In the 1920s Japanese artists had a love affair with influences from  western art:  the exaggeratedly long lines of  Art Nouveau  and the streamlined aesthetic of Art Deco (that last an anachronism that only came into use when Bevis Hillier wrote a book with that title in 1966).  

Caught between strict norms dictating female behavior and the pull of modern popular culture, Japanese women styled their conflict between traditional Japanese behavior and modern insouciance.  Their ambivalence was reflected in Taisho art, its kimono-wearing bobbed-haired women and even its inanimate objects - electric light cords hanging from paper lanterns.  We may chafe at the limited opportunities available of office work, shop clerking, or waitressing but for the women dubbed modan gaaru these were doors opening toward the fresh air of freedom.  

Kaichi Kobayashi (1896-1986) was a remarkably sophisticated and worldly designer from Kyoto who began making wood block prints during the Taisho period (1912-1926), so named for the Emperor Taisho.  Kaichi Kobayashi was not alone in drawing impossibly reed-tall women; he had numerous counterpoints in western art, especially in Vienna.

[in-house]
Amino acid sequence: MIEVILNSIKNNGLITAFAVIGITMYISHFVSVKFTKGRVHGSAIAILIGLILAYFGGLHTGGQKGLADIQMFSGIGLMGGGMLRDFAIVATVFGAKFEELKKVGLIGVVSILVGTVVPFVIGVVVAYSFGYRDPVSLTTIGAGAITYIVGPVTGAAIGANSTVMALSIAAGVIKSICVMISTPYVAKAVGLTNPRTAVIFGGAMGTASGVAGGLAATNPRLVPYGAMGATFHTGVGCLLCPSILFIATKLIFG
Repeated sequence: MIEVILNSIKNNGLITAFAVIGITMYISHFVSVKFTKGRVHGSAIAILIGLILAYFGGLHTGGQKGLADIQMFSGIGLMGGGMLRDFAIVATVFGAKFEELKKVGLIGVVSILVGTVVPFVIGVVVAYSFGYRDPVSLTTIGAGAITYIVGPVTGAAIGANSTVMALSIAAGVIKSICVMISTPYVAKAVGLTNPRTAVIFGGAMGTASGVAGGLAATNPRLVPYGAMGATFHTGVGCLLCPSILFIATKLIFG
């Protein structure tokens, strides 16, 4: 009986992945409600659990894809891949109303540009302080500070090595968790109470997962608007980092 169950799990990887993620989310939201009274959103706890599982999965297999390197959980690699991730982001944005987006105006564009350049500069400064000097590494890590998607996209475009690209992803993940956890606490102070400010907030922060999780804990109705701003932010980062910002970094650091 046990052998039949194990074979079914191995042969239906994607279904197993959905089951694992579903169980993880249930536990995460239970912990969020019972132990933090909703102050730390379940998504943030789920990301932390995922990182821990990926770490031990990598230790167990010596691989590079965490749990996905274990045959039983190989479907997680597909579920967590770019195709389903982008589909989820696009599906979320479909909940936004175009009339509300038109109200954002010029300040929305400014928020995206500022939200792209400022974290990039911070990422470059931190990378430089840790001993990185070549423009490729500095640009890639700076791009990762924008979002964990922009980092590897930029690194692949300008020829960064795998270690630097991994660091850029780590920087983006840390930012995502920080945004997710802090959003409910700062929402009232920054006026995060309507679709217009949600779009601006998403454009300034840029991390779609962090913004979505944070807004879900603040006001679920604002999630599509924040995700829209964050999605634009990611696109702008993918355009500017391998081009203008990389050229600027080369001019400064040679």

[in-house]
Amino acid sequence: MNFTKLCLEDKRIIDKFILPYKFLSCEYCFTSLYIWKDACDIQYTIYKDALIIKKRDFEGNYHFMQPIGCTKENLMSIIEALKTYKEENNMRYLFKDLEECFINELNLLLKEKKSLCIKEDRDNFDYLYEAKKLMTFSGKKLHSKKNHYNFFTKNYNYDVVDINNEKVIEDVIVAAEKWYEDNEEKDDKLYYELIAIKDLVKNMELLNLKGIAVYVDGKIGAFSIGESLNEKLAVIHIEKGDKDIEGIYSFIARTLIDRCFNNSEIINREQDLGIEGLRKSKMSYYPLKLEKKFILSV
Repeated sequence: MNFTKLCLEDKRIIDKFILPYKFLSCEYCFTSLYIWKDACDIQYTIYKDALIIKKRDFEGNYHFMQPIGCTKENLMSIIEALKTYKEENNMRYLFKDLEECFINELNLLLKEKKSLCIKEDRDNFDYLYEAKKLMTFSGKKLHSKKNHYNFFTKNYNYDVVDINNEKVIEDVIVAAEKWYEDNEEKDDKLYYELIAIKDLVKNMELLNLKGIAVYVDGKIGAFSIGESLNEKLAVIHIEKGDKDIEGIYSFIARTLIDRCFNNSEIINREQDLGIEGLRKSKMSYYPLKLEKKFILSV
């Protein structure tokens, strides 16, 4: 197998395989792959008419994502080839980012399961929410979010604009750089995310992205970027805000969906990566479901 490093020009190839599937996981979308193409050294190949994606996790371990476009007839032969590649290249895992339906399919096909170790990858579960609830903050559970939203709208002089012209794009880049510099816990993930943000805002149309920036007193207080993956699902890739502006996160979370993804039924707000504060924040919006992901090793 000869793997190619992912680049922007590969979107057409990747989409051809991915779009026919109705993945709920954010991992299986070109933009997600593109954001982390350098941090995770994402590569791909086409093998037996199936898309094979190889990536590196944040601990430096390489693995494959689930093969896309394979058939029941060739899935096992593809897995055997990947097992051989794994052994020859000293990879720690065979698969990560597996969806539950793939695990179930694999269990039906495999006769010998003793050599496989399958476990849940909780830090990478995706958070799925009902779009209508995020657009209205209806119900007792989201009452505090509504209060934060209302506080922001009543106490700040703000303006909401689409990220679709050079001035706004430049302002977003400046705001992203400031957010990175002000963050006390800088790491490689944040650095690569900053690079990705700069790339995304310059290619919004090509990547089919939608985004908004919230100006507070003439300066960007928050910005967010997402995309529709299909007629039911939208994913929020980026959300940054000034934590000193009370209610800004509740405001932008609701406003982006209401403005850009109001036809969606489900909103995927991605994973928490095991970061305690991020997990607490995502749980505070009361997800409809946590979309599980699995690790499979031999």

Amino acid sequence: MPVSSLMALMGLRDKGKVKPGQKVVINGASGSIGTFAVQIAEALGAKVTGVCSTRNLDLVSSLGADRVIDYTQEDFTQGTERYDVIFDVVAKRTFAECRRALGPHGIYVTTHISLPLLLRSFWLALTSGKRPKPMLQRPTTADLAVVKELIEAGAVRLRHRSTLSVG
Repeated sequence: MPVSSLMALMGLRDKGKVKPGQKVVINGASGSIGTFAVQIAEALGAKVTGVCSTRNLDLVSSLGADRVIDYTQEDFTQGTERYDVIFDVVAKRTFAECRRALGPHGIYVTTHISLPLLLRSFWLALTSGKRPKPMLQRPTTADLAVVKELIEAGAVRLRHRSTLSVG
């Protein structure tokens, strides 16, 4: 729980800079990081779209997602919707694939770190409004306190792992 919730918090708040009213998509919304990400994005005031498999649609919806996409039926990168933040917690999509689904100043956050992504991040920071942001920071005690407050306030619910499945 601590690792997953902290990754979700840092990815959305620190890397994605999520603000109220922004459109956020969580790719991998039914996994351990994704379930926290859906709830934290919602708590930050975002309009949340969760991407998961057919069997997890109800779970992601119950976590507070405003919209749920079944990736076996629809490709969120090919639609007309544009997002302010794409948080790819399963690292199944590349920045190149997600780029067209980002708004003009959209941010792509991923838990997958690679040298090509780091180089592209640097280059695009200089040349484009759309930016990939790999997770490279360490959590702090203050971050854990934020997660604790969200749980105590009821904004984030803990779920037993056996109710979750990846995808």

Image:
Kaichi Kobayasha  -  "Woman Standing near Lamp Post" from the series Deserted Street Lanterns, Taisho, early Showa Era, Museum of Fine Arts, Boston.

18 February 2019

A Little Seamstress


"Fashions are changing in the sphere.
Oceans are asking wave by wave
What new shapes will be worn next year.
And the mountains, stooped and grave,
Are wondering silently range by range
What if they prove to old for change.

The little tailors busily sitting
Flashing their shears in rival haste
Won't spare time for a prior sitting -
In with the stitches, too late to baste.
They say the season for doubt has passed.
The changes coming are due to last."
 -  "A Change of World" by Adrienne Rich, New York, W.W. Norton: 1951

Adrienne Cecile Rich was just twenty-one when W.H. Auden chose her first book for the Yale Series of Younger Poets. What Auden had to say about Rich's poems sounds similar to a superficial assessment of the desirable attributes of a good seamstress when he described them as being "neatly and modestly dressed, speak quietly but do not mumble, respect their elders but are not cowed by them."  Some have dated Rich's political consciousness and her feminism to her third collection Snapshots of a daughter-in-law published in 1963; I detect it right here at the beginning.